Economic factors, along with the ideological factors previously discussed, caused what we consider to be the American Revolution. The Declaration of Independence was written on the eve of the actual fighting. This was a very liberal document in that it seemed to give a lot of power and regard to the common man. The Declaration of Independence is considered to be propaganda, so it may have ventured a bit far in order to rally support. The Revolution itself may not be  how we think of revolutions today : "not poor vs. rich, workers vs. employers, or even democrats vs. aristocrats. They were patriots vs. courtiers"(Wood 175). Courtiers were the people who saw position as coming from above, like the King, nobility, gentry, and so on. The patriots, however, did not have to depend on anyone, and their position came from below and they had to rise.
     State constitutions were mostly written during the war. Renda spoke about the new Pennsylvanian government of 1776 that had a one house legislature, elected annually by all taxpayers. A president with no veto power presided over the legislature. Bills had to wait for one year to be voted on, and a convention would be held every two years in order to see if any improvements were needed. A few other state constitutions were also very liberal Renda told us that many Americans were horrified by the excess of democracy. Some sort of balance was needed.  This balance was to be the Constitution of the United States.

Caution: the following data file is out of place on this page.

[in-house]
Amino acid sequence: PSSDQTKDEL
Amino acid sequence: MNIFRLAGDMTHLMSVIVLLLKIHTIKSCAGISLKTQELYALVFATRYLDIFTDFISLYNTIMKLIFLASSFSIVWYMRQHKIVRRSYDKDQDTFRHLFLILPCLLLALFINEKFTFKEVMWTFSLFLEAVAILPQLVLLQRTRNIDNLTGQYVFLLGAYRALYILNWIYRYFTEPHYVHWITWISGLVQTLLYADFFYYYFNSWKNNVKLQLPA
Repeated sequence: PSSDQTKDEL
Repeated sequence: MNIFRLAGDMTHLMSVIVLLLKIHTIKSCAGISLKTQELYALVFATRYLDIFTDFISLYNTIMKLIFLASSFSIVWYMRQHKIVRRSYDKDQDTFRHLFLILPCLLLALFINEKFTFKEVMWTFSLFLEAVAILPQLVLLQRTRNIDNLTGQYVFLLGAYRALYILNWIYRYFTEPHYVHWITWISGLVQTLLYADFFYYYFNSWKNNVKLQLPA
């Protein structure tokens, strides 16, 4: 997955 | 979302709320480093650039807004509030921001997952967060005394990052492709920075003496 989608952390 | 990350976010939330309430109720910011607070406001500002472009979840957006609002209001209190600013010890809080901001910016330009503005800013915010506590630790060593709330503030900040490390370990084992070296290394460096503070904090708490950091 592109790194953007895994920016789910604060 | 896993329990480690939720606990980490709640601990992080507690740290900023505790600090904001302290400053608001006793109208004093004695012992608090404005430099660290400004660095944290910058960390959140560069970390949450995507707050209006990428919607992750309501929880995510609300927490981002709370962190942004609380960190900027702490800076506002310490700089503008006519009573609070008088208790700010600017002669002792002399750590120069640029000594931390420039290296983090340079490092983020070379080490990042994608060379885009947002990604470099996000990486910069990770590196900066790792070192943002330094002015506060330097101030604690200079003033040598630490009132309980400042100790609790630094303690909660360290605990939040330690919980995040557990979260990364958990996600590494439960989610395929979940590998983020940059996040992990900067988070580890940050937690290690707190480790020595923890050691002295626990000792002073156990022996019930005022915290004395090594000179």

The Constitution was written in 1787 in an attempt to curb some of the change that had occurred, but "no constitution, no institutional arrangements, no judicial prohibitions could have restrained the popular social forces unleashed by the Revolution" (Wood 230). Though the Constitution of the United States may have halted any tendency towards a complete democracy, it could not defeat the fact that America was "the most egalitarian ... society in Western history" (Wood 230). The idea of equality certainly contributed to the idea of democracy sticking around. Equality caused the end of the use of such words as "yeoman" and "husbandman" as early as 1777. The gentry class began to disappear, just as the other classes did. Even the Constitution could not prevent the dissolving of titles that exhibited inequality.
     The American Revolution certainly was a revolution, the effects of which remain to this day. Monumental changes took place both in society and in government. We can only question to what extent these changes remained. The Revolution planted the idea of equality in the minds of many, which  led to more than simply an influx of revolutions, but to a new train of thought. This new thought helped lead to freedom of all people in America. The Constitution only solidified the new ideas into a government that could work, and it has been working well for over 200 years.